How to Prepare for a Recession in the Commercial Real Estate Sector

If you’ve been tracking current events, you’ll most likely have heard whispers of another recession. No doubt that triggers those of us in the commercial real estate industry as we travel back in our minds to the Great Recession of 2007. 

As we are all aware, every single sector of the economy was hit hard, particularly the residential housing industry. However, multi-family didn’t escape unscathed. Apartment owners dealt with foreclosures and tighter lending regulations. Developers were at the mercy of fluctuating interest rates. In an industry where project timelines can also fluctuate, many developers were hit with higher interest rates if the project ran over the predicted completion time.

However, demand did grow as homeowners were forced out of their homes and apartments were the best, and sometimes only, option for housing. This actually led to a huge boost to the multifamily sector, which saw a $50 billion increase in apartment investments between 2007 and 2017. A focus on downtown living and more amenities which are appealing to the up and coming Millenial and Gen Z populations added fuel to this fire.

Now, the market is strong, and apartment absorption is at its highest levels in 3 years. But, it is critical to make plans for the future so that when the next recession hits, albeit most likely a much smaller one, apartment owners don’t find themselves in the same situation as in 2007. Here are some tips for weathering the next economic downturn.

Have a Financial Plan in Place

If one of the major contributing factors to the impact on the multifamily housing sector was fluctuating interest rates and the lack of funds to complete projects, especially if they took longer than expected, then it only makes sense to have money in reserves. Apartment owners should look at their break even point and have a solid understanding of what the lowest vacancy rate they can afford is and make sure they have enough cash in reserves to weather a downturn.

Right now is the optimal time to look at financing. If a loan is coming due in 2 years, then now is the prime time to refinance and lock down long-term financing for 15-20 years. 

Another way to prepare would be to take advantage of this peak selling time. An option would be to sell a high maintenance property and 1031 Exchange into a different property with fewer management responsibilities, consistent cash flow and less exposure to the downturn.

Know Your Location and Demographics

Even when times are good, it’s critical to know your market. Making wise decisions as far as where to invest/buy ensure the longevity of your investments and not only will help you be profitable in a strong economy, but will also help you weather an economic storm.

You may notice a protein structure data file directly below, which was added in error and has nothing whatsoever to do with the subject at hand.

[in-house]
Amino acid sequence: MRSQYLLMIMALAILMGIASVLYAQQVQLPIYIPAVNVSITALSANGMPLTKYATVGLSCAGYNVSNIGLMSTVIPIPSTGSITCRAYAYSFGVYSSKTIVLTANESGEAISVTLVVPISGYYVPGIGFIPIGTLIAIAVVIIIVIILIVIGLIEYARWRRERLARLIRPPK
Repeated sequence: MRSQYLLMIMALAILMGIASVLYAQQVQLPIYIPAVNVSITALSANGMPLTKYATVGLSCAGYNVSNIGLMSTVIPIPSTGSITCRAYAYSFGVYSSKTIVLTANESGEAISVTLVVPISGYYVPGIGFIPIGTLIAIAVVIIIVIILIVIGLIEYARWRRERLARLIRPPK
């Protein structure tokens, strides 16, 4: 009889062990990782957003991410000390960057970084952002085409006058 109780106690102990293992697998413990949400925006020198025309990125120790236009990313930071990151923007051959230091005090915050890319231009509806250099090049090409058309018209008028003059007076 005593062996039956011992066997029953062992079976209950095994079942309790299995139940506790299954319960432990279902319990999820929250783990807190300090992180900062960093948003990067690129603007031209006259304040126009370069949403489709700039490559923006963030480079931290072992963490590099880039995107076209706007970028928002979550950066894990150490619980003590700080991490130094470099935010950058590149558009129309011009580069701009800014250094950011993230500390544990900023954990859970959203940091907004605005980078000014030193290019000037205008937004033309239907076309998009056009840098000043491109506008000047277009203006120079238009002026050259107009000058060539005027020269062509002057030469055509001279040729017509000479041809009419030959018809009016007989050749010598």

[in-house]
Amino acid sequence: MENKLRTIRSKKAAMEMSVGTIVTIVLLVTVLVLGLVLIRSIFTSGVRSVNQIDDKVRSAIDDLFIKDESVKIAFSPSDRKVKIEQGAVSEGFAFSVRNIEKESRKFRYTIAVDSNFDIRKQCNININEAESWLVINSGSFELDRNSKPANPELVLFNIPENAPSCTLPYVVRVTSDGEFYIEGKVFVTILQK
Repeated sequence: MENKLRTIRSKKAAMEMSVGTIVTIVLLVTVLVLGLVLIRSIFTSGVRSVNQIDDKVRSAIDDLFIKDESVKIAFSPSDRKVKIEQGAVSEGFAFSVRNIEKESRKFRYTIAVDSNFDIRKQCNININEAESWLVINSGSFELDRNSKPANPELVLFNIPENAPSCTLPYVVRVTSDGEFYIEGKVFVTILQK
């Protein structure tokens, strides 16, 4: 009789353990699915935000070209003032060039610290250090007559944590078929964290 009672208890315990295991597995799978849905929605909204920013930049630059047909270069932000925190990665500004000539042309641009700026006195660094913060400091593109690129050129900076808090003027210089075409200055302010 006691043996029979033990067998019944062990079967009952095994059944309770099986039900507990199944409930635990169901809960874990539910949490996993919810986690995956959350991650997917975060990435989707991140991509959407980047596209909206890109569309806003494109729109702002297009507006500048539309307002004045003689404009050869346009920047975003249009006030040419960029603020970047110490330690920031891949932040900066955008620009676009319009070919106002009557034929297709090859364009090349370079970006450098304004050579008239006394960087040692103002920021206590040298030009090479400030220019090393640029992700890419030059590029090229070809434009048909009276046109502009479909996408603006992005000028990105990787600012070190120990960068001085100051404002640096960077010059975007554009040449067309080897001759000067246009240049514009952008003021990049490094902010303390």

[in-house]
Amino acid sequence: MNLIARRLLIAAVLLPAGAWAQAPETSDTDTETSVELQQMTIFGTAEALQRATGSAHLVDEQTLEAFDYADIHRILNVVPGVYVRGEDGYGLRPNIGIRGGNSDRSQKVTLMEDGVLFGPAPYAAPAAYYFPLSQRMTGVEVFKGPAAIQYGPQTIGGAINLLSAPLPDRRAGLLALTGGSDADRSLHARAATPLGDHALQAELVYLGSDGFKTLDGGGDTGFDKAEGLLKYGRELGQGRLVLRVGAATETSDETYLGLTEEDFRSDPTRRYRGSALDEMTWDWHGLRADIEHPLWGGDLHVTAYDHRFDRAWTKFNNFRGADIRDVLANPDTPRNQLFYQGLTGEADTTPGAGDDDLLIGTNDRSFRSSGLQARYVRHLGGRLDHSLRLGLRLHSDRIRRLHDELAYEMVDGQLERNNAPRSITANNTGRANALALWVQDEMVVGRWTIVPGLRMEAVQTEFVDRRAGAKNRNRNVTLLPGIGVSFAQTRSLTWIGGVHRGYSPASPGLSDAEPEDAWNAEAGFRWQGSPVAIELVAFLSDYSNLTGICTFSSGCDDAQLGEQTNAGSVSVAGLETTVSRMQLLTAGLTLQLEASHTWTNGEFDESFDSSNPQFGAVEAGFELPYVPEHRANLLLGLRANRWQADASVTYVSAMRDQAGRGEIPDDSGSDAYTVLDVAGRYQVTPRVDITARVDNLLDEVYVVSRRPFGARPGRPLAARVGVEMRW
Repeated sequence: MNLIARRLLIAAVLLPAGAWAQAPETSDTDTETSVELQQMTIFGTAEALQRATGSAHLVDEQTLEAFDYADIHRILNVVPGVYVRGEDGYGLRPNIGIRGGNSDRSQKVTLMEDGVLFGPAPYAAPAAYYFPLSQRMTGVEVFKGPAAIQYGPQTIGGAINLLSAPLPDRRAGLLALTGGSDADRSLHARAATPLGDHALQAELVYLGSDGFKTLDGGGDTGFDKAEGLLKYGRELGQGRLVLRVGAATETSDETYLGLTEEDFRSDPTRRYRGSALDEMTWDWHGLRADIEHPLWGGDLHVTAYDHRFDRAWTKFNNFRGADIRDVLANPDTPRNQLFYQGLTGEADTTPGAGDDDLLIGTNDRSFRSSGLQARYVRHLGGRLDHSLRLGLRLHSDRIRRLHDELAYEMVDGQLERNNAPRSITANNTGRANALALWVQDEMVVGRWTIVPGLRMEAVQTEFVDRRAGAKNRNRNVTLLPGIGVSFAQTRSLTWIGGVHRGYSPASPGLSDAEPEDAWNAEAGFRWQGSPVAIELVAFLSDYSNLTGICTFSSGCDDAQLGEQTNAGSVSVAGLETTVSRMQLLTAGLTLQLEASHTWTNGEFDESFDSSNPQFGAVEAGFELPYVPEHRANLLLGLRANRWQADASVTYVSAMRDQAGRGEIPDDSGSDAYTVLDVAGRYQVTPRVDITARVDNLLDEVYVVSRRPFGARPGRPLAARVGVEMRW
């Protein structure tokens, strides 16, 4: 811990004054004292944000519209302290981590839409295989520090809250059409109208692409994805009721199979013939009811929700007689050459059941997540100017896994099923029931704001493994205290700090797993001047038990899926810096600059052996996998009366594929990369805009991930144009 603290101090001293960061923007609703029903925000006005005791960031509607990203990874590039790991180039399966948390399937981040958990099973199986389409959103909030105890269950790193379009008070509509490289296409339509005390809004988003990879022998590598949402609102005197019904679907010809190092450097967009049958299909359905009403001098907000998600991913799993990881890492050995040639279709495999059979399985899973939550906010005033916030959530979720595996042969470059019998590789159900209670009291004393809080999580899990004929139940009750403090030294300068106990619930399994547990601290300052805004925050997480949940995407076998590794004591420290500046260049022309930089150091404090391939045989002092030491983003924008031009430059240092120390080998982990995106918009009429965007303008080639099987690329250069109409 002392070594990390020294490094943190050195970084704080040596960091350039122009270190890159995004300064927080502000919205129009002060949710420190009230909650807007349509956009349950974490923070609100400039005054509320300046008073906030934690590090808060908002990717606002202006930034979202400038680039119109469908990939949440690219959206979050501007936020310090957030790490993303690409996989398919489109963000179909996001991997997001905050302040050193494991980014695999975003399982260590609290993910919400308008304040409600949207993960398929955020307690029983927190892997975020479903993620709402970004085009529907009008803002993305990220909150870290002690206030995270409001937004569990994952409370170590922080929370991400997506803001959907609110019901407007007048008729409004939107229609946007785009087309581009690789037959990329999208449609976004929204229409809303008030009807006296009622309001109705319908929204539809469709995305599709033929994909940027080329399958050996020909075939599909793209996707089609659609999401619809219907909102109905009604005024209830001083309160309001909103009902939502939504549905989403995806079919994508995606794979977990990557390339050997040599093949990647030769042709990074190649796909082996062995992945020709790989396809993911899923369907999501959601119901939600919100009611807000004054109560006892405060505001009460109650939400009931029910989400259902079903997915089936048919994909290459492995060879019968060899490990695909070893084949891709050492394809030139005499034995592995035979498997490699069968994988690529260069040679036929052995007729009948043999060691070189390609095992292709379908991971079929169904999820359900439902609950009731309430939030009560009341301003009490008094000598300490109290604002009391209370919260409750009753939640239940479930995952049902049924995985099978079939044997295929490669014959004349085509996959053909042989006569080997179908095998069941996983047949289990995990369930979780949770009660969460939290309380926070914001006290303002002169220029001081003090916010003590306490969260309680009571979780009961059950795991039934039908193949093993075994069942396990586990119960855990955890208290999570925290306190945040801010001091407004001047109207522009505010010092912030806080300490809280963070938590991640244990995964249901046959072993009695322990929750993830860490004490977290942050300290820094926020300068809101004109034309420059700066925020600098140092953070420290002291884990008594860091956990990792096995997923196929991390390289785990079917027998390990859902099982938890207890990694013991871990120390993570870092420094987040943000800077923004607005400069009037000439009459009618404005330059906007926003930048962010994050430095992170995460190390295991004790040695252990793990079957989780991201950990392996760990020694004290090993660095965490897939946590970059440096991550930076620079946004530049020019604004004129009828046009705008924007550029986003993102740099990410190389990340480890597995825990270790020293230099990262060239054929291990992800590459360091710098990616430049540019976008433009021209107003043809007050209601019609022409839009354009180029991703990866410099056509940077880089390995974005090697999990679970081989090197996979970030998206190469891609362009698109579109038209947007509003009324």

While the definition of a prime apartment site may differ from location to location, there are some standards that apply across the board. The most profitable apartment sites are typically in urban/suburban areas that are close in proximity to public transport or a major road or highway. Most renters also want to be near retail locations and employment opportunities.

In addition to location, renters nowadays are very concerned with their lifestyle. Amenities are now not just a “nice to have,” but are a “must-have”. Fitness centers, common areas, bike storage and more are incredibly appealing, especially to the aforementioned Millenial and Gen Z populations.

The abundance of technology and data can help investors not only identify markets where the multi-family sector is strong, but it can also offer insights into the efficiency of a particular property, making it easier to run a cost analysis. Data has gotten so granular that it’s even possible to get a sense of the psychographics of a target group of renters.

Take Advantage of Affordability

Looking around Portland, it’s clear that there is a huge void in the affordable housing sector. Most investors are looking at opportunities to cash in on luxury apartment developments. However, the opportunities for sound investments in lower-income communities are abundant, especially when strategically combined with efforts to strengthen these populations through health, social services, educational and recreational programs. Also, investing in affordable housing doesn’t necessarily require breaking ground on a new development. Investors can purchase existing properties at a lower price and add upgrades and amenities.

Although the next recession isn’t predicted to hit as hard as the Great Recession, it is still wise to plan and have a secure foundation in place when it does come. Not only will this help preserve your own investments, but it will also help the entire multi-family housing sector weather the storm with the fewest scars possible.

Do you have additional tips for preparing for a recession? If so, comment below!

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